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October 8, 2004

Satullo Responds: "Bloggers, Journalists, Can't We All Just Get Along?"

Chris Satullo, editorial page editor of the Philly Inquirer, responds to the big discussion at PressThink about his op-ed on bloggers and journalists. "Public life goes well when elections are about the issues most on the mind of the electorate, when the voters voice helps frame the choices and the debate, and the candidates are required to respond to that voice."

Background… Chris Satullo wrote in with these reactions to my Oct. 4th post, Political Jihad and the American Blog: Chris Satullo Raises the Stakes and to the extended discussion in comments. That post was itself in reaction to this earlier op-ed: Chris Satullo, Cries of ‘media bias’ hide sloppy thinking (Philadelphia Inquirer, Sep. 26, 2004.)

The Best Approximation of Accuracy Possible in a Given Moment

by Chris Satullo
Philadelphia Inquirer

Good Lord, what a lot of words over 668 words done in two hours (thanks for the word count, Jay). I mention the two hours because I find so much of the talking about “bias” and “journalism” ignores what writers for newspapers actually do: Do the best they can to think straight and write straight in too little time with facts that are too sketchy for any sane person to think they constitute “truth.”

We try to get the best approximation of accuracy possible in a given moment in the time allowed. Do we sometimes, under that pressure, fall back on reflexes and group think that is an unacknowledged, fuzzy form of bias? Of course we do. As I tried to make clear, we screw up and give critics ammunition every day.

But what I find so discouraging, as a person who knows newsrooms have to get a lot more serious and vigilant about how bias actually infects work, are the confident and utterly false assumptions of outside critics who are themselves thoroughly ideological and biased. Being people who submit all reality to the filter of their set system of beliefs, they assume reporters are just like them and must be doing the same thing. In fact, reporters tend to be quite nonideological and unreflective about political ideas; when we commit bias, it is a thought-less act, not a thoughtful, premeditated one.

By the way, and I remind everyone it was only 668 words (thanks again, Jay) I apparently was not clear to everyone. So let me be Nixonly clear: What when I talked about the Orwellians, I was not denoting bloggers in toto or even in particular.

Someone wanted me to name names. Happy to. Bozell is a good one. To be fair and balanced, I find lefty web sites like takebackthemedia equally sloppy. A lot of what I’m talking about are not bloggers at all, but the political operatives and email pests who have taken up the bias chant as a form of intimidation and harassment of journalists.

Try writing about Israel in Philly and you’ll get a taste of what I mean. We get hammered incessantly by the Zionist Organization of America (site) on one side, Palestine Media Watch (site) on the other. For my sins, God based both of them in Philly. If you sit down and listen to their close textual analysis of your awful sins, you will occasionally recognize a lapse or sloppy thinking in your work. But don’t mistake this for a conversation with people who want or could define good journalism. They want only coverage that supports, 100 percent and down the line, their world view and propaganda.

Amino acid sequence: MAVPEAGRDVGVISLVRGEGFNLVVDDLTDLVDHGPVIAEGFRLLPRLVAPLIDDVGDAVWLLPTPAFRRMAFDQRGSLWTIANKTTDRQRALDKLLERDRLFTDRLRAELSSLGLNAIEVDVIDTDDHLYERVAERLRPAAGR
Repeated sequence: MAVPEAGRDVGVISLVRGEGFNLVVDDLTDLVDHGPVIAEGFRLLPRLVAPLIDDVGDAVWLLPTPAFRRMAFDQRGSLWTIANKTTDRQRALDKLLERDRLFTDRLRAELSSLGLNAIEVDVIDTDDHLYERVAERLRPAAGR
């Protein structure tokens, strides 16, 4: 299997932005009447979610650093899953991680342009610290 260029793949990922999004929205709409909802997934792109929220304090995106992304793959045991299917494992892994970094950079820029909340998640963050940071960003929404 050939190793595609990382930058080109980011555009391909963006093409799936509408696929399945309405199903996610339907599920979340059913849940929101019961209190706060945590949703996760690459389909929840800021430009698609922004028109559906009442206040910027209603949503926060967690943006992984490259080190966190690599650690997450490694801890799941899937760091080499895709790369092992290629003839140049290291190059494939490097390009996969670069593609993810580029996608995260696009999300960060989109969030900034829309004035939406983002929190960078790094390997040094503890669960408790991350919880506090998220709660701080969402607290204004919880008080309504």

For my sins, God also gave me Ed Herman, a lefty old Penn prof who fulminates on about my disgusting failure to run the Inquirer opinion pages as a daily version of the Noam Chomsky Report. (See this.) Ed, too, in my view is an Orwellian.

Finally, “public life go well.” Jay, you know I blame you for this. It’s your damn phrase. And, wow, I didn’t think it would still be so misunderstood after all these years. Public life going well — could the ideological among you possibly accept that this concept does not have a shred of partisan ideological content to it? It’s only ideology is democracy.

Public life goes well when people have multiple, useful forums to identify the problems that affect their lives together in community, when their dialogue is civil and robust, and leads to the hope of solutions. Public life goes well when people know about and know how to use the instititions that are civic glue of the community. Public life goes well when elections are about the issues most on the mind of the electorate, when the voters voice helps frame the choices and the debate, and the candidates are required to respond to that voice. Journalists do not define “go well” as a set of policies; they do not presume sole responsibility for “go well.”

I said “help” go well; not dictate go well. Obviously blogs can help it go well; christ, even talk radio could help it go well. (By the way, why talk augustly of “the press,” one young skeptic asks? Perhaps because it’s the only craft specifically protected by a constitutional amendment?)

Bloggers, journalists— As Rodney said, why can’t we all just get along? He concluded plaintively.

After Matter: Notes, reactions & links…

Chris Satullo, Citizens raise their voices about Philadelphia. (Sep. 28, 2003)

Posted by Jay Rosen at October 8, 2004 8:59 AM